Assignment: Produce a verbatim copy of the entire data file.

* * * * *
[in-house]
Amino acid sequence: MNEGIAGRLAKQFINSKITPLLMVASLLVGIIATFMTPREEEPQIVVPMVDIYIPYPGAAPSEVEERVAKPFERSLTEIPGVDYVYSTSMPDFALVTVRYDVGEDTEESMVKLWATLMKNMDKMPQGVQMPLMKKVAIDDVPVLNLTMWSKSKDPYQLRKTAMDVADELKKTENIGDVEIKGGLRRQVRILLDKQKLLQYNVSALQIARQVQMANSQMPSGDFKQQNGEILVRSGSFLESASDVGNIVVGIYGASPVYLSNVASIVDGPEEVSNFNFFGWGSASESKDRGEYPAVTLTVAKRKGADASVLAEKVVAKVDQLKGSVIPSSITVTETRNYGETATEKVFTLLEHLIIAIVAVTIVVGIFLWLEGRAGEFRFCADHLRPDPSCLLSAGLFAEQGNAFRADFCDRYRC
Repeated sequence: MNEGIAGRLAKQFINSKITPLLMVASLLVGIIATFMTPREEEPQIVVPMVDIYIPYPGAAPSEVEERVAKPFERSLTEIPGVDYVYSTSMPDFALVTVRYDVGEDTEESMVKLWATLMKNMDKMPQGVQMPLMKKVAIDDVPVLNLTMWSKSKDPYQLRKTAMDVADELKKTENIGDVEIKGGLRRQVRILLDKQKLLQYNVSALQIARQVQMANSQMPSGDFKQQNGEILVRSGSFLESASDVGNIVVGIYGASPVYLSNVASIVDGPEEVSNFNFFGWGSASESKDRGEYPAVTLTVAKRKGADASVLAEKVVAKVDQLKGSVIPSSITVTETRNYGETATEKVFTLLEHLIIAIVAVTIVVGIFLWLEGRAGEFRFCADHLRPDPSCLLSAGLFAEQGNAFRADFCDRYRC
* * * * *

[in-house]
Amino acid sequence: MNEGIAGRLAKQFINSKITPLLMVASLLVGIIATFMTPREEEPQIVVPMVDIYIPYPGAAPSEVEERVAKPFERSLTEIPGVDYVYSTSMPDFALVTVRYDVGEDTEESMVKLWATLMKNMDKMPQGVQMPLMKKVAIDDVPVLNLTMWSKSKDPYQLRKTAMDVADELKKTENIGDVEIKGGLRRQVRILLDKQKLLQYNVSALQIARQVQMANSQMPSGDFKQQNGEILVRSGSFLESASDVGNIVVGIYGASPVYLSNVASIVDGPEEVSNFNFFGWGSASESKDRGEYPAVTLTVAKRKGADASVLAEKVVAKVDQLKGSVIPSSITVTETRNYGETATEKVFTLLEHLIIAIVAVTIVVGIFLWLEGRAGEFRFCADHLRPDPSCLLSAGLFAEQGNAFRADFCDRYRC
Repeated sequence: MNEGIAGRLAKQFINSKITPLLMVASLLVGIIATFMTPREEEPQIVVPMVDIYIPYPGAAPSEVEERVAKPFERSLTEIPGVDYVYSTSMPDFALVTVRYDVGEDTEESMVKLWATLMKNMDKMPQGVQMPLMKKVAIDDVPVLNLTMWSKSKDPYQLRKTAMDVADELKKTENIGDVEIKGGLRRQVRILLDKQKLLQYNVSALQIARQVQMANSQMPSGDFKQQNGEILVRSGSFLESASDVGNIVVGIYGASPVYLSNVASIVDGPEEVSNFNFFGWGSASESKDRGEYPAVTLTVAKRKGADASVLAEKVVAKVDQLKGSVIPSSITVTETRNYGETATEKVFTLLEHLIIAIVAVTIVVGIFLWLEGRAGEFRFCADHLRPDPSCLLSAGLFAEQGNAFRADFCDRYRC